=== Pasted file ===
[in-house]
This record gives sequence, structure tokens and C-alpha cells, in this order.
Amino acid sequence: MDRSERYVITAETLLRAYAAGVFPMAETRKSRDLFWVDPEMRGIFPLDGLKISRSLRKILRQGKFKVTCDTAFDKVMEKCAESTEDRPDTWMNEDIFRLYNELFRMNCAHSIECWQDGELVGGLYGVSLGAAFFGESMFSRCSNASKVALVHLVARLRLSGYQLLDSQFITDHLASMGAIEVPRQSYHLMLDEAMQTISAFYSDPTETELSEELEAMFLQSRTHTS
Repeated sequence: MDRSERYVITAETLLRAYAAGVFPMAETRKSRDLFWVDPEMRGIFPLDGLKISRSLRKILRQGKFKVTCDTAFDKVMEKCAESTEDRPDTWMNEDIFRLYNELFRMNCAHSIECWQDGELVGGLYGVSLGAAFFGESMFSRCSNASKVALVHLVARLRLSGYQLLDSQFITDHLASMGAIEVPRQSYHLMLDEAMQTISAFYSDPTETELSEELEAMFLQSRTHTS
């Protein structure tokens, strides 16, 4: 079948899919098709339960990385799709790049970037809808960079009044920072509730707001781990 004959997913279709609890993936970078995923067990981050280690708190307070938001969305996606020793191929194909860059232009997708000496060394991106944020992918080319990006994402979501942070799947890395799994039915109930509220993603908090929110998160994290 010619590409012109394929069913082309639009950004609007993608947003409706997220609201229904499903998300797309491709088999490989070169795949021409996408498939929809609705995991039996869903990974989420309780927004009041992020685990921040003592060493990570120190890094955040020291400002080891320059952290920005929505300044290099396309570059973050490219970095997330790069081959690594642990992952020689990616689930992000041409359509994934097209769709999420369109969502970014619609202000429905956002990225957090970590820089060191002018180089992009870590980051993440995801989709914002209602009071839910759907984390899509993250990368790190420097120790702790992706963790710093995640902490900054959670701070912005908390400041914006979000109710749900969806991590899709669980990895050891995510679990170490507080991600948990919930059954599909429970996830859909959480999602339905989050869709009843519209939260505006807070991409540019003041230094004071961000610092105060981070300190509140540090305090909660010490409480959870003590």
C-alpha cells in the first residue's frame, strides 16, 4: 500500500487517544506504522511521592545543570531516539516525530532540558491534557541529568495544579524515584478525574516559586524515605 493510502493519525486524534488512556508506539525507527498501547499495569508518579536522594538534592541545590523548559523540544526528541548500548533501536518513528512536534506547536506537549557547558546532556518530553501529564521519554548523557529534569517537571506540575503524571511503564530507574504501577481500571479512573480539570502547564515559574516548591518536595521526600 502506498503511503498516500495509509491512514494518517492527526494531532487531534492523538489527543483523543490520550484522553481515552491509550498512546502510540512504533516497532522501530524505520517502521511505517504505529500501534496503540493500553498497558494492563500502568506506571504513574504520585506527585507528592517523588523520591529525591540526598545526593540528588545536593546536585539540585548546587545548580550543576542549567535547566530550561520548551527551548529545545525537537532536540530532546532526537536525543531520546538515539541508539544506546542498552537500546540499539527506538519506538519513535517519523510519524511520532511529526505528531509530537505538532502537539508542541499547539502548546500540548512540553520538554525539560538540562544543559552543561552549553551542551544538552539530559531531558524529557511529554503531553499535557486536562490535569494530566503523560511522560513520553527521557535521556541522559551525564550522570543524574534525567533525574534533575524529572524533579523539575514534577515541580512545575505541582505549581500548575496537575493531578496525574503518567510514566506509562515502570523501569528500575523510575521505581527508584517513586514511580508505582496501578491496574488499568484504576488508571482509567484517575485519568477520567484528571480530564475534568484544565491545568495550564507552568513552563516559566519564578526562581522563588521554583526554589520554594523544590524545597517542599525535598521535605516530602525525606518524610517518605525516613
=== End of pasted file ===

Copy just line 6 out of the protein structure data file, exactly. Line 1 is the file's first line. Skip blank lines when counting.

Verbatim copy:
C-alpha cells in the first residue's frame, strides 16, 4: 500500500487517544506504522511521592545543570531516539516525530532540558491534557541529568495544579524515584478525574516559586524515605 493510502493519525486524534488512556508506539525507527498501547499495569508518579536522594538534592541545590523548559523540544526528541548500548533501536518513528512536534506547536506537549557547558546532556518530553501529564521519554548523557529534569517537571506540575503524571511503564530507574504501577481500571479512573480539570502547564515559574516548591518536595521526600 502506498503511503498516500495509509491512514494518517492527526494531532487531534492523538489527543483523543490520550484522553481515552491509550498512546502510540512504533516497532522501530524505520517502521511505517504505529500501534496503540493500553498497558494492563500502568506506571504513574504520585506527585507528592517523588523520591529525591540526598545526593540528588545536593546536585539540585548546587545548580550543576542549567535547566530550561520548551527551548529545545525537537532536540530532546532526537536525543531520546538515539541508539544506546542498552537500546540499539527506538519506538519513535517519523510519524511520532511529526505528531509530537505538532502537539508542541499547539502548546500540548512540553520538554525539560538540562544543559552543561552549553551542551544538552539530559531531558524529557511529554503531553499535557486536562490535569494530566503523560511522560513520553527521557535521556541522559551525564550522570543524574534525567533525574534533575524529572524533579523539575514534577515541580512545575505541582505549581500548575496537575493531578496525574503518567510514566506509562515502570523501569528500575523510575521505581527508584517513586514511580508505582496501578491496574488499568484504576488508571482509567484517575485519568477520567484528571480530564475534568484544565491545568495550564507552568513552563516559566519564578526562581522563588521554583526554589520554594523544590524545597517542599525535598521535605516530602525525606518524610517518605525516613